For the last 100 years, calculating a car's efficiency was easy, one determined how many miles a car could travel under certain standardized conditions on one gallon of gasoline.
However, the new era of electric and partially electric cars is turning that convention on its head.
This was too brought to a head earlier this month when GM announced that Volt would get 230 MPG in typical city driving, and later that day Nissan tweeted that its LEAF would get 367 MPG.
In the case of the Volt, that number was arrived at by looking at the average amount of driving a cohort of city drivers did, presuming they were driving Volts and charging daily, and determined a total of 230 miles of driving would be covered over time for every one gallon of gas used.
Nissan's number was based on a completely unrelated measure of the petroleum equivalence factor, which converts electric consumption into an equivalent amount of fossil fuel.
These numbers aren't the end, but the beginning of a potential list of numbers that if displayed on window stickers may make it hard for consumers to compare and choose vehicles. Some even argue that a dollars per mile measurement should be adopted, but due to volatility of energy prices and wide variability among different energy sources this method is insufficient as well.
Progressive Automotive X Prize is a marketing-neutral organization which will award $10 million to the winner of a competition among vehicles for the one that will get at least 100 MPG.
They are promoting the widespread adoption of a measure known as mile per gallon equivalents (MPGe), determined by the following formula:
MPGe = (miles driven) / [(total energy of all fuels consumed)/(energy of one gallon of gasoline)])
This system essentially levels the playing field for all energy sources propelling the car including electricity, gas, or alternative fuels.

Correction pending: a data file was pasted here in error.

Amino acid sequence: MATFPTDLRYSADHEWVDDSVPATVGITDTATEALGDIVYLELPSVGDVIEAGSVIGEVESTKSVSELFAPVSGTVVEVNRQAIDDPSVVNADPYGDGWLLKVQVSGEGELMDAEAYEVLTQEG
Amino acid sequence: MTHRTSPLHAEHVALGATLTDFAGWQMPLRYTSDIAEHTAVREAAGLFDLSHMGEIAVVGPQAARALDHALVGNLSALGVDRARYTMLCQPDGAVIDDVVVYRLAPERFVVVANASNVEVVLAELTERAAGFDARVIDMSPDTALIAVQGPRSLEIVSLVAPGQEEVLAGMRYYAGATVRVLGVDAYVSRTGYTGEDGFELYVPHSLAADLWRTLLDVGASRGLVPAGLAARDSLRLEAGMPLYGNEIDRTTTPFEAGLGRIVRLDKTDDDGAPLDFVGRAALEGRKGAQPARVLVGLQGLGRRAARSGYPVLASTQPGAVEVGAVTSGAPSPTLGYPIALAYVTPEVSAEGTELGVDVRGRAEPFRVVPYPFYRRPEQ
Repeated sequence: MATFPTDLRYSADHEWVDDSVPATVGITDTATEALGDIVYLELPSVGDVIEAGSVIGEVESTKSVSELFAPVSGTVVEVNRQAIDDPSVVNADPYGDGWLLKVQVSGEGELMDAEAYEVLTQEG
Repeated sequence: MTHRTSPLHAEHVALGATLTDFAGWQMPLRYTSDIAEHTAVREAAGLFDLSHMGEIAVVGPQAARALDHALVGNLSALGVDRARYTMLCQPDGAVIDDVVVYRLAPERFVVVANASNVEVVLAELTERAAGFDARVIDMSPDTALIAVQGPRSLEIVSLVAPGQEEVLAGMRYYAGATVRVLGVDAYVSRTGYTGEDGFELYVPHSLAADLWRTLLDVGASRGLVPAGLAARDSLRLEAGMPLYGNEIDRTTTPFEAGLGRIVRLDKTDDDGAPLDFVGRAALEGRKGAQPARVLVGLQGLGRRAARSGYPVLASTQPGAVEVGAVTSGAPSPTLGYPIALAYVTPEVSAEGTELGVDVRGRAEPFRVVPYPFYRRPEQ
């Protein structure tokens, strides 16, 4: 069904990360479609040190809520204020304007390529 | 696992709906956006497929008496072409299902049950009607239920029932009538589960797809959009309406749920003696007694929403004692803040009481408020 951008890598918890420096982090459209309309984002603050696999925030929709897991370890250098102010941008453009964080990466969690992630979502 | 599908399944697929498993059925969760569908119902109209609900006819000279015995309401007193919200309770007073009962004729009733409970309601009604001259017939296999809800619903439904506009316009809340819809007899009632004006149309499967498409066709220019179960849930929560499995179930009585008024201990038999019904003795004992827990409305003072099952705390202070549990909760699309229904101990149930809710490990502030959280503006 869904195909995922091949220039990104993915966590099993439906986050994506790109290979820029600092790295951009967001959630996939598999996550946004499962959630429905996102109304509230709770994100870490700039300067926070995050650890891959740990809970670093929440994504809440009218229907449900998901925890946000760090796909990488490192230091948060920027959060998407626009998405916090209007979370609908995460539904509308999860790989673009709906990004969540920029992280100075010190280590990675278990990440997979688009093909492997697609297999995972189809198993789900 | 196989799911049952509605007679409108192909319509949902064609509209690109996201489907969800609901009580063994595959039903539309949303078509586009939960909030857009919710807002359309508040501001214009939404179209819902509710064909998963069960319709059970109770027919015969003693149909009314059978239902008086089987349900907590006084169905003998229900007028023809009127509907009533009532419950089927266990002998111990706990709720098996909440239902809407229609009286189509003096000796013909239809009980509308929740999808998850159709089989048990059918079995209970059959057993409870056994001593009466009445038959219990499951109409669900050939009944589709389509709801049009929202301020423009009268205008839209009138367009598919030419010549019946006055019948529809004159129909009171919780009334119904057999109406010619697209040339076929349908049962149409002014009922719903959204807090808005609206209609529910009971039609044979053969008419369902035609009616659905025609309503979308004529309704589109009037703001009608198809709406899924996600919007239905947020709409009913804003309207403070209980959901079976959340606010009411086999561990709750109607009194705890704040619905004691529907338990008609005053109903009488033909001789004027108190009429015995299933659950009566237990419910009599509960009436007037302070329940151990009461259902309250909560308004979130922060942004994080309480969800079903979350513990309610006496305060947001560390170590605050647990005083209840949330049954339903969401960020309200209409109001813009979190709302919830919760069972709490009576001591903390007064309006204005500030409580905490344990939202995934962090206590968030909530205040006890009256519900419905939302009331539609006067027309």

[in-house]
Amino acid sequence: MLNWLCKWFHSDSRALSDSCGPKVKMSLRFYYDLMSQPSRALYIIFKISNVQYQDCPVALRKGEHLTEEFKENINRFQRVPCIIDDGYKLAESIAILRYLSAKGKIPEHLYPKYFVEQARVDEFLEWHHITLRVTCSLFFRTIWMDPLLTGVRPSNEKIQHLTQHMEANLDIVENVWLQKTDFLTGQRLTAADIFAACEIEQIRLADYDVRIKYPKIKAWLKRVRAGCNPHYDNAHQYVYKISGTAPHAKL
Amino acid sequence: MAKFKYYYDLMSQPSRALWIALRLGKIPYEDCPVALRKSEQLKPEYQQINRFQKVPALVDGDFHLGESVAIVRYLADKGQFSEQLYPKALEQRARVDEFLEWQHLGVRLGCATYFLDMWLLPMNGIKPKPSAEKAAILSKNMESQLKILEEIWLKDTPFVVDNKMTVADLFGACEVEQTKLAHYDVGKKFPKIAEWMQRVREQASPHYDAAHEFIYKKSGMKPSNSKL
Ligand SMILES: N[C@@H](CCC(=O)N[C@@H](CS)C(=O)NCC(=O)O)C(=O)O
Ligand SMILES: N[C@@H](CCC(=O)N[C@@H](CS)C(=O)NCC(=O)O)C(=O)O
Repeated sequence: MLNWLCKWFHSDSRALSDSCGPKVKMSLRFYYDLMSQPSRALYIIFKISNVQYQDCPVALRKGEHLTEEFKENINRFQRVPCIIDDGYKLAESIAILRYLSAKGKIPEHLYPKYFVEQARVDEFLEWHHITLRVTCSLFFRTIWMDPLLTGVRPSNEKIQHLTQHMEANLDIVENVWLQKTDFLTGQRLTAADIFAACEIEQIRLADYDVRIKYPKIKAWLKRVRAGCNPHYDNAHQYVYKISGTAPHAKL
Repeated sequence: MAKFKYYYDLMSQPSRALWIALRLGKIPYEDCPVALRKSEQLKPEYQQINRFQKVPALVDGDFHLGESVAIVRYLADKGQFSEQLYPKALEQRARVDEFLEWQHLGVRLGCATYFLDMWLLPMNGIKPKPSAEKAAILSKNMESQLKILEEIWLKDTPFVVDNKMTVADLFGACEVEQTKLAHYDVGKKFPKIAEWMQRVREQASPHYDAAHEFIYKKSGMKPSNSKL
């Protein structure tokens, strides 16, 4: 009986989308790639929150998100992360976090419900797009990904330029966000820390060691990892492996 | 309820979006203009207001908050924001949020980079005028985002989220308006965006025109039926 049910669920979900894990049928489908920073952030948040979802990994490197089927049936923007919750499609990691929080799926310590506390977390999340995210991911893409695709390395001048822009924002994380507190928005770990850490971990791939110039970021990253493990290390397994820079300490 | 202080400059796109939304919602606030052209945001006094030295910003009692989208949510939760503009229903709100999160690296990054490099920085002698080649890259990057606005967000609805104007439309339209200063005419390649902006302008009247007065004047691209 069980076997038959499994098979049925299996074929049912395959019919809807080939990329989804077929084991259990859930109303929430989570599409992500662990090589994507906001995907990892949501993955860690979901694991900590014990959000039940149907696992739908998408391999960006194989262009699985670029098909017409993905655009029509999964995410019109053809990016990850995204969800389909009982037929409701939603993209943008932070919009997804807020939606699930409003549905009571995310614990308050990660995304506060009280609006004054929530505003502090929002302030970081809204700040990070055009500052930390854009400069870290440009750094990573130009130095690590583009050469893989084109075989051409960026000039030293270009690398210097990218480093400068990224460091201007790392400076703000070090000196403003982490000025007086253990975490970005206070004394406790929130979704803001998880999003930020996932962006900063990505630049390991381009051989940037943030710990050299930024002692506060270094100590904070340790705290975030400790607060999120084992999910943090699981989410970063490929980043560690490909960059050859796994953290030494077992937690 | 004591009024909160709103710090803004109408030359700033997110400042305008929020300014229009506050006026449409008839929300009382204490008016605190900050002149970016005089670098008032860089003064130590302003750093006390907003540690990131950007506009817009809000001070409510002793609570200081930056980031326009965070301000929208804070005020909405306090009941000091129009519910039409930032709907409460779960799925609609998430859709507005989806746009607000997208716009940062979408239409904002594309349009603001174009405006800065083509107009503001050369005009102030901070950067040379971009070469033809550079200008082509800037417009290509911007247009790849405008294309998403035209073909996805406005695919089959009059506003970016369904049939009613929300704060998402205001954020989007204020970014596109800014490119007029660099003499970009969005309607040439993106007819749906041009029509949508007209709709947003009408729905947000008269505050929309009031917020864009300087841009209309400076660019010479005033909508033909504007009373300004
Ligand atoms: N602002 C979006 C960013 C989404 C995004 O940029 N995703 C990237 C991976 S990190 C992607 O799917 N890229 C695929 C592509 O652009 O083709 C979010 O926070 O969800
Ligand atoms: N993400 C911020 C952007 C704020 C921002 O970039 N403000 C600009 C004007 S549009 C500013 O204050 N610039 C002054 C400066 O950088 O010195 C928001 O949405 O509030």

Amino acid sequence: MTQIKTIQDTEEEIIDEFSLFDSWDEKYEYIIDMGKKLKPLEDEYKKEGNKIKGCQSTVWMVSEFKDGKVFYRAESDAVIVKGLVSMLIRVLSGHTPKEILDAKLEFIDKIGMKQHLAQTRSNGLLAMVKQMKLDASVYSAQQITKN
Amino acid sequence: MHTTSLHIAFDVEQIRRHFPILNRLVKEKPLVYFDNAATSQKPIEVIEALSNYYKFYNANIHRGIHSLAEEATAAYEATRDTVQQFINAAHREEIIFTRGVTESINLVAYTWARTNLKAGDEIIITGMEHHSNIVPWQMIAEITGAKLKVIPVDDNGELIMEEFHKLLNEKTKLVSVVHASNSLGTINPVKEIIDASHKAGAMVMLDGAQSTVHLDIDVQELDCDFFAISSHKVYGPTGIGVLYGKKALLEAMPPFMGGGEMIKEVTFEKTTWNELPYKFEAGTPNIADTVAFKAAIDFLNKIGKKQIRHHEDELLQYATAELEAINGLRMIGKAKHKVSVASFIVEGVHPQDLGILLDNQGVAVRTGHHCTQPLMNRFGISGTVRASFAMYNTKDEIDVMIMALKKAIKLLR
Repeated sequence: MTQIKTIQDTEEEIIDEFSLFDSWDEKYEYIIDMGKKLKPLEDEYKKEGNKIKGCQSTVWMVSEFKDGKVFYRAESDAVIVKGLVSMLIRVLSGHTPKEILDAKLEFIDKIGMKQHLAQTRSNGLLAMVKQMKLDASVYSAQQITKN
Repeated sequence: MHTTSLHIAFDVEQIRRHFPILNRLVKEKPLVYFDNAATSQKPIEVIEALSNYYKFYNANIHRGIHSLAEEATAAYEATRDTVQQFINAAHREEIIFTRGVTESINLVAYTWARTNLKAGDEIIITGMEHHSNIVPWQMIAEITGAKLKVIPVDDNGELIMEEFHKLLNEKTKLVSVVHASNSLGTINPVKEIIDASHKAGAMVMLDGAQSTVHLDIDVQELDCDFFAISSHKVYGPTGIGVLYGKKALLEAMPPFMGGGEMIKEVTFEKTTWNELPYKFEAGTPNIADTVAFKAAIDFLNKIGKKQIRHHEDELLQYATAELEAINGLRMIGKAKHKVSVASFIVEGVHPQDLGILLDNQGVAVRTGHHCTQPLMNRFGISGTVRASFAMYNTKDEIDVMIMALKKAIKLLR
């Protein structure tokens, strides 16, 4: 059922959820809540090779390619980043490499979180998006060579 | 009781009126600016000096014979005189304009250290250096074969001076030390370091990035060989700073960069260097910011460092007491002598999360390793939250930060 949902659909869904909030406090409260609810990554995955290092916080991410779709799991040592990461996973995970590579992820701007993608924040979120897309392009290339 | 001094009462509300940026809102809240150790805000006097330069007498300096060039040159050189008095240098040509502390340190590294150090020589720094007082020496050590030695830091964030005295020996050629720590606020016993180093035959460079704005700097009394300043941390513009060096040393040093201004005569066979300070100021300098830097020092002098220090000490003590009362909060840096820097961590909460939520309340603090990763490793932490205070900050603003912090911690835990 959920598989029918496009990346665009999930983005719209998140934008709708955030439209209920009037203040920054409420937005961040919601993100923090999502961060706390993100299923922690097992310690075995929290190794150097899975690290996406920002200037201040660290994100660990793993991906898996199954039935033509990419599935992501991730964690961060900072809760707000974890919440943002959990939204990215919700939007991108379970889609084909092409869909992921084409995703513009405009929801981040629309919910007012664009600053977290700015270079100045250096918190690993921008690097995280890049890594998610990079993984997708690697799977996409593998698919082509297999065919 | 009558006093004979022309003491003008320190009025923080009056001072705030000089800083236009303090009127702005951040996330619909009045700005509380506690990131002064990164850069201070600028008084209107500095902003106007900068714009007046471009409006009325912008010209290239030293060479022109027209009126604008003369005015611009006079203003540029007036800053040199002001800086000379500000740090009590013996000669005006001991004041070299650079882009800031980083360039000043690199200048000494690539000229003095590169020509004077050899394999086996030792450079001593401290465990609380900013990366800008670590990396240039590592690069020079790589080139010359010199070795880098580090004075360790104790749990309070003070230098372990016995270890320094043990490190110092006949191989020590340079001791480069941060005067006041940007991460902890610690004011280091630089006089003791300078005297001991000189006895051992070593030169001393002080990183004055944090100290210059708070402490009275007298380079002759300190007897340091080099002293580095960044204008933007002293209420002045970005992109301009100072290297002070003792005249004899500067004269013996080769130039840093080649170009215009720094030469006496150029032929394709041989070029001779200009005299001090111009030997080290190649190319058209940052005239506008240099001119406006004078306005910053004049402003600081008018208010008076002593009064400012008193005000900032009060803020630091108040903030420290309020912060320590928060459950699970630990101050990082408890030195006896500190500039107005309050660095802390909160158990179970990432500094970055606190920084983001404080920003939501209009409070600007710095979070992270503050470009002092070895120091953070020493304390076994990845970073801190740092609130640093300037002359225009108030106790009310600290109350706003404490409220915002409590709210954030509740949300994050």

As examples, using these methods, the Tesla Roadster consuming 53 kwh over 244 miles of driving would get an MPGe of 158. The Nissan LEAF traveling 100 miles on 24 kwh of charge would get 142 MPGe.
And what about the Volt?
Well the calculator found here would work for it too, but still missing is the value for the Volt's MPG in charge-sustaining mode, Another problem is the fact that MPGe will vary as a function of range, from 170 MPGe for trips under 40 miles down to 58.2 MPGe on a 200 mile drive (assuming 50 MPG in generator mode.)
I asked John Shore who is Senior Advisor of Progressive Automotive X PRIZE what total driving distance he believes the Volt should be analyzed over.
Two relevant data points are the MPGe achieved at the 100 mile and 200 mile range requirements of the Alternative and Mainstream Classes, respectively. But it’s very important to note that the overall MPGe value used for scoring our competition will likely be considerably higher than these values, since MPGe over shorter ranges will contribute more to the overall value. Thus you might want to estimate the Volt’s MPGe at the various trip lengths listed in the table on page 36 of the Competition Guidelines – current version available here . You could then estimate a combined MPGe by taking a weighted average with the distribution weights shown in the table.
If we do the math he suggests up to 100 miles (99% of trips), the Volt then gets 167 MPGe, beating both the LEAF and the Roadster.
[NOTE: Graphic above is from Wall Street Journal article and illustrates yet another efficiency measurement, gallons per mile]